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The future of the grid has been defined, in part, by investments in a myriad of smart devices to add digital processing, data analysis and communications capabilities to an aging analog infrastructure. But, these devices do not necessarily enable the capabilities of the smart grid. Instead, the ability to unlock this future lies in how well devices can integrate. If utilities can get assets to work together seamlessly, then utilities and their customers will realize financial and operational benefits.
Unfortunately, the systems and supporting devices that comprise today’s grid are not set up for this. Most new devices consist of proprietary hardware, telecommunications and software. While these proprietary devices appear financially attractive when purchased, they often become surprisingly expensive over time because inevitable integration issues limiting the lifetime benefits from the investment.
In the April issue of Transmission & Distribution World, Duke Energy and Accenture outline how Duke Energy developed a holistic strategy to leverage a standards-based infrastructure to provide connectivity, interoperability and distributed intelligence. Enabled by various communications protocols, this platform also could reduce costs (relative to single-purpose, siloed solutions), improve operational performance, manage data and improve the security of the grid.
Posted with permission from April 2014. Transmission & Distribution World. Penton Media, Inc. Copyright 2014. All rights reserved.
Interoperability can eliminate back-office systems and hidden integration costs, improving financial and operational performance. To accomplish this goal, the electric grid of the future needs to have close integration between all devices, not just the assets purchased from a single vendor. Thus, a standards-based interoperability solution is necessary in order to economically unlock data and systems from disparate vendors.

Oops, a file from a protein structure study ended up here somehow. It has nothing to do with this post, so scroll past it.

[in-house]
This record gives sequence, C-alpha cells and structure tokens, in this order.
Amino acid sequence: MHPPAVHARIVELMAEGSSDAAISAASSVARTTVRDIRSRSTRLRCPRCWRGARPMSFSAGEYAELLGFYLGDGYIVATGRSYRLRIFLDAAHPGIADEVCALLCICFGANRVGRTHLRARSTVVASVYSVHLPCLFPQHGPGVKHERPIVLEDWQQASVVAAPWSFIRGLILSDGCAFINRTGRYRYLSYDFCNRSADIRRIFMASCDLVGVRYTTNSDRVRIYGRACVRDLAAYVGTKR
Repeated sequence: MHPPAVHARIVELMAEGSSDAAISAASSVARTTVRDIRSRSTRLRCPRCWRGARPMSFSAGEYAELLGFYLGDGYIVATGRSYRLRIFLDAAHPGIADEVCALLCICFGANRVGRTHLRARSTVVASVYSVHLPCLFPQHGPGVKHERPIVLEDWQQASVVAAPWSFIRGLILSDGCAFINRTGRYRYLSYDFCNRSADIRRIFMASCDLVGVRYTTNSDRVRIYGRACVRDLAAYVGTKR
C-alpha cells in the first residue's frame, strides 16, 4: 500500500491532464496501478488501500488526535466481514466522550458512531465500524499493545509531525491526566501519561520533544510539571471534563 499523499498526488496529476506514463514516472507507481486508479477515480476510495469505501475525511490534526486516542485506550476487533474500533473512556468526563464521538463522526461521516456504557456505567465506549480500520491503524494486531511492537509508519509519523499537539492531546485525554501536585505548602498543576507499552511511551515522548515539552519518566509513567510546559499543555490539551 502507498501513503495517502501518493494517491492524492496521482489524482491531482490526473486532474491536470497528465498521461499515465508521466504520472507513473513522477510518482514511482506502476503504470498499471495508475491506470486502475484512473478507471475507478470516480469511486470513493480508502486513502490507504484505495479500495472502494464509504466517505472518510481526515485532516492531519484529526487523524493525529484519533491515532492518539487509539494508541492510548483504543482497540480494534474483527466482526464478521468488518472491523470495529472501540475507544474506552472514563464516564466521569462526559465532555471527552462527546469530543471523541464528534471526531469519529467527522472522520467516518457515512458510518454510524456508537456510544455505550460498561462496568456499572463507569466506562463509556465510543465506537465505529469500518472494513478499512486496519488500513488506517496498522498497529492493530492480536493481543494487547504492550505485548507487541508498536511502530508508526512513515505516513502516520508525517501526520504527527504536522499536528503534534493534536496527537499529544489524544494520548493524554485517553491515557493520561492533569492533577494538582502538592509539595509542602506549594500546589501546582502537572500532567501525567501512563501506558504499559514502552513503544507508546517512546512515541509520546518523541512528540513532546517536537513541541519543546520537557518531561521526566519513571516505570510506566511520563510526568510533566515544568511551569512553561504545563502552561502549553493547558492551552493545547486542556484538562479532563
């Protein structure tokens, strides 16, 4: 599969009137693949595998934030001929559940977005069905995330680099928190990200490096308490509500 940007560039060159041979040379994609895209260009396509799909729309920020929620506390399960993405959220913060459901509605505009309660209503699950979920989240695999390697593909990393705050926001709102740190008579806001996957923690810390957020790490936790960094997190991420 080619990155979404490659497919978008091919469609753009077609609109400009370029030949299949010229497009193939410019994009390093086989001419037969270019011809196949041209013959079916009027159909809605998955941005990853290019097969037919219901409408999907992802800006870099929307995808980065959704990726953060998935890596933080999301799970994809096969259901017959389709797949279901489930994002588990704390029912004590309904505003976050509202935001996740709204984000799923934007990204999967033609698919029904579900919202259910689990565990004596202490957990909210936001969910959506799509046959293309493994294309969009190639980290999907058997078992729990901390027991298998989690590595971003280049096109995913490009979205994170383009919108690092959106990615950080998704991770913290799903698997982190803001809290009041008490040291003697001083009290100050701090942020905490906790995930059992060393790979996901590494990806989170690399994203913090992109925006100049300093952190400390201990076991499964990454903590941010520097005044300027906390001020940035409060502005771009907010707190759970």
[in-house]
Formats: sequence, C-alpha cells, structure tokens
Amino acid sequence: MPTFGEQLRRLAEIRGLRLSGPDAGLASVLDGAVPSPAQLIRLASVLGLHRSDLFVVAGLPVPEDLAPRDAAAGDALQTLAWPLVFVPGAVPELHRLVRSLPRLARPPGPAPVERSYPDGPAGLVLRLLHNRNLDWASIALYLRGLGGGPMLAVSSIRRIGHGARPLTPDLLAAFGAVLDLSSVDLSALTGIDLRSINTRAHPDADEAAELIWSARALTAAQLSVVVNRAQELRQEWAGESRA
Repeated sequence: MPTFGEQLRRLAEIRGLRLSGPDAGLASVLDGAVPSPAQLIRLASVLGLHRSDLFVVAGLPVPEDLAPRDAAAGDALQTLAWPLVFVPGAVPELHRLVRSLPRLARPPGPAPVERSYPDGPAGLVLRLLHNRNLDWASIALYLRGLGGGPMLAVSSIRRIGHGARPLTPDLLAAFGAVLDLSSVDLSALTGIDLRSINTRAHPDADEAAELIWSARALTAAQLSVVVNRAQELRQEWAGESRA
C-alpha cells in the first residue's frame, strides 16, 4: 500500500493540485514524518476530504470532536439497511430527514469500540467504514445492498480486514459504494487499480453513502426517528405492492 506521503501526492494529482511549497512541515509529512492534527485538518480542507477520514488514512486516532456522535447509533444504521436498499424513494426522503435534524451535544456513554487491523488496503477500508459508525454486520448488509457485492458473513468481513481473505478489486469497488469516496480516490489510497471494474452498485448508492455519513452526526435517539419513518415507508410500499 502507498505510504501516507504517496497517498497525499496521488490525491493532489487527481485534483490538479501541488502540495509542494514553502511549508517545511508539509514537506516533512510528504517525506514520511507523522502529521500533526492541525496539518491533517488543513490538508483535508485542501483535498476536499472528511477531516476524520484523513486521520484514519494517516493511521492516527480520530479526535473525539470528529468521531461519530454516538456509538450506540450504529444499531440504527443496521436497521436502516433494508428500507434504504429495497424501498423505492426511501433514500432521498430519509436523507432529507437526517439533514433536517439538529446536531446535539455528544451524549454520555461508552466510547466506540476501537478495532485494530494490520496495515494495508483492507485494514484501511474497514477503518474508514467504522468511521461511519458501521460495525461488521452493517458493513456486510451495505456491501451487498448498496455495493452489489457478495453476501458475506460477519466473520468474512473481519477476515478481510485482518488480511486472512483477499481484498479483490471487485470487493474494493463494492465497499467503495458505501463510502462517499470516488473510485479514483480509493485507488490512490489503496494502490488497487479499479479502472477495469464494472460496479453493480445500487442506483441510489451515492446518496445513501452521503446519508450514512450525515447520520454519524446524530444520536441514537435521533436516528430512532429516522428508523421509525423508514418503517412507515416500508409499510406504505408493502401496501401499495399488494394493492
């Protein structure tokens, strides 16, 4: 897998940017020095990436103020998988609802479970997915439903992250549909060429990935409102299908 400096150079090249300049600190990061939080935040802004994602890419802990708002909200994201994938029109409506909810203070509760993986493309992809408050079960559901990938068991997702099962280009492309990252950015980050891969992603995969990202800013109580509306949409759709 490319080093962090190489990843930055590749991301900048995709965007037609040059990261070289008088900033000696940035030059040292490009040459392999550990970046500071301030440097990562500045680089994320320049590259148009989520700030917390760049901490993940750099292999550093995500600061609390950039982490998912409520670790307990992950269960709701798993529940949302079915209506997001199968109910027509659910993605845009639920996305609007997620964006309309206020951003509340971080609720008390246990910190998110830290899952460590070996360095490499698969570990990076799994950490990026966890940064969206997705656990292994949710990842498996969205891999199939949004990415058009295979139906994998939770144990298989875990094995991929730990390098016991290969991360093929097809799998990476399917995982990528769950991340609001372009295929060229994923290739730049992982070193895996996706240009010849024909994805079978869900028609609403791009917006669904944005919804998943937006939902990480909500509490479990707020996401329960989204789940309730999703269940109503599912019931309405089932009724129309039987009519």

Interoperability is not the only capability needed for the future grid. As more customers install distributed energy resources (DERs), electric grids become more expensive and unstable. Thus, utilities need solutions that can rapidly respond to localized issues as DERs are deployed. Centrally managed systems – while effective at managing broad, slow-moving problems – cannot react economically with the speed and precision necessary to meet these new challenges. Yet, localized optimization cannot occur without strong interoperability between devices.
The efforts completed by Duke Energy has proven multiple vendors can collaborate together over a standards-based, open-source field message bus with distributed applications to increase security, reduce latencies, compress data traffic and reduce costs.
July 21, 2014
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